Have you missed the Barratt helicopter?

Housing estate under construction - homepage banner

House builders have largely shunned TV advertising since the iconic Barratt helicopter advert of the 1970s. (Yes it really was 40 years ago and if you fancy a minute of nostalgia click here)

However, that’s about to change with Redrow embarking on a TV campaign to challenge the widely held perception that new builds are small, uniform and soulless.

I’ll let Redrow take you through the myth debunking as they aim to differentiate their product both from other house builders and the second-hand market.

If the campaign proves to be successful it may well bring buyers to the wider new build market who may have only have been focused on second-hand homes. Likewise, it may also pave the way for other builders to take the plunge on TV advertising. It’s fair to say that the medium has changed significantly since the Barratt helicopter.

Have you had a call about a CEO position?

If so, it may have been the top seat within Gleeson’s boardroom.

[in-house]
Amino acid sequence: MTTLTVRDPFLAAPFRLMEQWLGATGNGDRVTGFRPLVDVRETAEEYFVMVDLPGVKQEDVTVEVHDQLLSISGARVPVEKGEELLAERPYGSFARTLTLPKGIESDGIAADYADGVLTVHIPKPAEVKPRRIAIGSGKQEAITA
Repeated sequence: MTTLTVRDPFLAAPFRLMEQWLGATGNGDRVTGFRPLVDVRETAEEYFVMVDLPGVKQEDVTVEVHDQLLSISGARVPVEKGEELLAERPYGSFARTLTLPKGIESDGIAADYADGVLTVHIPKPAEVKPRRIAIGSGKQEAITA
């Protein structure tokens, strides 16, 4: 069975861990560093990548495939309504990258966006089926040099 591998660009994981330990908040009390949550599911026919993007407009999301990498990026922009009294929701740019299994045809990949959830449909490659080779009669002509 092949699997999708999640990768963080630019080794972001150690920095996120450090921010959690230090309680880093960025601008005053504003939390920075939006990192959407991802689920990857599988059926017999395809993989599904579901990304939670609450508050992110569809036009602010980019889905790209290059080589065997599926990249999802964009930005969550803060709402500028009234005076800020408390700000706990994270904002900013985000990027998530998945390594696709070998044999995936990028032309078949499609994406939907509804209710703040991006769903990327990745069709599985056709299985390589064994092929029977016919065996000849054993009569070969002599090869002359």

After 7 years as MJ Gleeson’s CEO, Jolyon Harrison, has stepped down with immediate effect after a disagreement over remuneration.

Gleeson made the following statement: “Following extensive discussions with Mr Harrison regarding his remuneration and succession planning, the board concluded that it was not possible to find a mutually acceptable basis for Mr Harrison to continue as chief executive officer,”

James Thomson, former CEO of regeneration rival, Keepmoat, has been put in post as interim CEO whilst the business begins it’s search for a permanent successor.

The business sought to reassure investors by restating that forthcoming results will still indicate strong growth and be in line with expectations.

How fast did house prices grow in the past 12 months?

The quick answer is: depends on who you ask?

Halifax released figures claiming a 5.2% average price increase for the 12 months to May of this year. This looks somewhat generous given that Nationwide put the figure at just 0.6%. The ONS put the figure at a slightly more optimistic 1.4%.

When questioned about the discrepancy the MD of Halifax, Russell Galley, claimed that their figure was flattered by weak growth in the previous period. And then resorted to covering all eventualities with the following statement: “Looking ahead, we expect the current trend of stability based on high employment and low-interest rates to persist over the coming months, though clearly any downturn in the wider economy would be keenly felt in the housing market”.

Private Registrations down